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I have never been to the United States before. I have a relative who's been living there for long time.

I decided to travel to the US and just got a US tourist Visa (B2) authorized which is valid for 5 years. Now, my plans have changed, so will have to visit the US not sooner than next year (7-8 months later).

I heard some rumors that "if you don't travel soon enough, the visa might lose its validity." Is this true? I wanted to hear from people who are familiar with the situation; please advise.

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    "if you don't travel soon enough, the visa might lose it's validity" that really sounds completely wrong, in the USA case. (Maybe those folks were talking about another country?) Enjoy! – Fattie Oct 3 '18 at 19:09
  • I thought so too, but these matters are confusing sometimes. Several opinions really help. Thanks. – seyr Oct 3 '18 at 21:39
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The visa will be valid for the entire duration of five years. It does not lose its validity unless explicitly cancelled. Just make sure you have the documents to convince the immigration officer about your non-immigrant intent the next time you travel.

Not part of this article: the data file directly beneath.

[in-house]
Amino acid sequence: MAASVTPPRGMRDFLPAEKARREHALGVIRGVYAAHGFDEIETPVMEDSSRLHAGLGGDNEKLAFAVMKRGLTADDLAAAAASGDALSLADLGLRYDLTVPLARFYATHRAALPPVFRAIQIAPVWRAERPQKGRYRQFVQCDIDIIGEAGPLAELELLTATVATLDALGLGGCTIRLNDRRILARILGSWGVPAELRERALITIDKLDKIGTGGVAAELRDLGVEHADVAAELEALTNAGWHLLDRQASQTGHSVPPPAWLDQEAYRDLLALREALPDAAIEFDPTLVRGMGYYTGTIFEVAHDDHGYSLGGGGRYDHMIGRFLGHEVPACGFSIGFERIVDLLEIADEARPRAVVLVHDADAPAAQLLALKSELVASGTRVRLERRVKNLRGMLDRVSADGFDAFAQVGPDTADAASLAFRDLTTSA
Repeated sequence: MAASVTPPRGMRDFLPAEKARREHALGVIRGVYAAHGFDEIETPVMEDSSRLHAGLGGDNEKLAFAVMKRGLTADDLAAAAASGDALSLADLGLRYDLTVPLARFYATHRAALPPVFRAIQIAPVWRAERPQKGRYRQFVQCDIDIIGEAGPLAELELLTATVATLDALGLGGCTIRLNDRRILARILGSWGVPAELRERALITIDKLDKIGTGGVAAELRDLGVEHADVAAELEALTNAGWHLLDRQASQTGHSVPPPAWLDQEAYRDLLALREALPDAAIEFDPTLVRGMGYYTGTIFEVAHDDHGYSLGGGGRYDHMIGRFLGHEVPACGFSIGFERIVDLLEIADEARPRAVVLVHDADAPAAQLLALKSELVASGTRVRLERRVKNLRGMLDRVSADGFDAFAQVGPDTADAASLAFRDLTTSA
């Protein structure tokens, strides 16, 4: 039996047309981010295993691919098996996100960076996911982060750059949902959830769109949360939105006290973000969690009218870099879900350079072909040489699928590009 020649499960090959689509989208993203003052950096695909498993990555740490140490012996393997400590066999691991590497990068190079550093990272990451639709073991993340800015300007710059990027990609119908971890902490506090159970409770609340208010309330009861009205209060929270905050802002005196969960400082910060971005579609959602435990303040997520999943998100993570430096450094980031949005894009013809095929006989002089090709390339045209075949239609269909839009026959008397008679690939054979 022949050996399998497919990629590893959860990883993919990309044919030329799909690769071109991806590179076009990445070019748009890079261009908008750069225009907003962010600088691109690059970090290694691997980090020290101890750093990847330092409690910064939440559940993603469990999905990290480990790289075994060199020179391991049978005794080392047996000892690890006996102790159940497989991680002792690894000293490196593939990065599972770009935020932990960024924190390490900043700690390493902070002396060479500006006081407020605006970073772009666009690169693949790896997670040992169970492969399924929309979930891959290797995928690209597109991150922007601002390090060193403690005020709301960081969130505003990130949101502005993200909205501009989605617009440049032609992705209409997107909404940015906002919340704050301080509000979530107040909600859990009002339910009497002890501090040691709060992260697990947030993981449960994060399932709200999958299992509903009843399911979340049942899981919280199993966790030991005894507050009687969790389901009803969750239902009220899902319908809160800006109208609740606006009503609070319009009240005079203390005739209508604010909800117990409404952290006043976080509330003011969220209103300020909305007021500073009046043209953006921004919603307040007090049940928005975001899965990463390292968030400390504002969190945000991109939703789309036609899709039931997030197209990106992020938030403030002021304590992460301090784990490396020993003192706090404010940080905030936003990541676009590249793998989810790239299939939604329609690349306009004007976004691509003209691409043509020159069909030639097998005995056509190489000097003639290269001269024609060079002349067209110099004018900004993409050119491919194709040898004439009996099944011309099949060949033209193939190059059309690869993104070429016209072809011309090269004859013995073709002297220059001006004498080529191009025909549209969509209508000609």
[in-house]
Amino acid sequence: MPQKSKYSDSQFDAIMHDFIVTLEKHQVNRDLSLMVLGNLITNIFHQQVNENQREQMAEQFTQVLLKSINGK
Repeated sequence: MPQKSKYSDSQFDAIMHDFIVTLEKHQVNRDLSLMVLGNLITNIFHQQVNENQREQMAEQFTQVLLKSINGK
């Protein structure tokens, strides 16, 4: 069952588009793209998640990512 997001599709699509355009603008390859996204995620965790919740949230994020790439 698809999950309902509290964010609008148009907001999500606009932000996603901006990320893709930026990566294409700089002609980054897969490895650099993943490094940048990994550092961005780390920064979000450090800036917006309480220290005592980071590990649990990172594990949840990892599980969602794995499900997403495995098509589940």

• I thought "non-immigrant" intent is to be proven during Visa interview, which already happened. And next year I can just take the plane and travel. – seyr Oct 3 '18 at 21:37
  • I get it, you meant the immigration officer on the point of entry. I have no idea which documents (if different from Visa interview required documents) those officer's expect? – seyr Oct 3 '18 at 21:39
  • @seyr: The immigration officer at entry also needs to be convinced that you are not immigrating, or he will deny your entry. – user102008 Oct 3 '18 at 22:20
  • Yes unfortunately EVEN IF you get a visa, the officer at the gate CAN make the final decision. It's the same with all countries. – Fattie Oct 4 '18 at 13:02
  • @seyr it's unlikely they will ask for documents but it would be a good idea to carry an electronic copy of your bank statements. They will be more interested in what you say. They will confirm your ties back home and ask about your plans in the USA. They might ask you why you didn't travel before but that's just just to gauge your response. Plans change. Everyone knows that. If you're planning to do anything that you are allowed to on a B2 (or B1 if you have that too) you should be fine. – greatone Oct 4 '18 at 13:38

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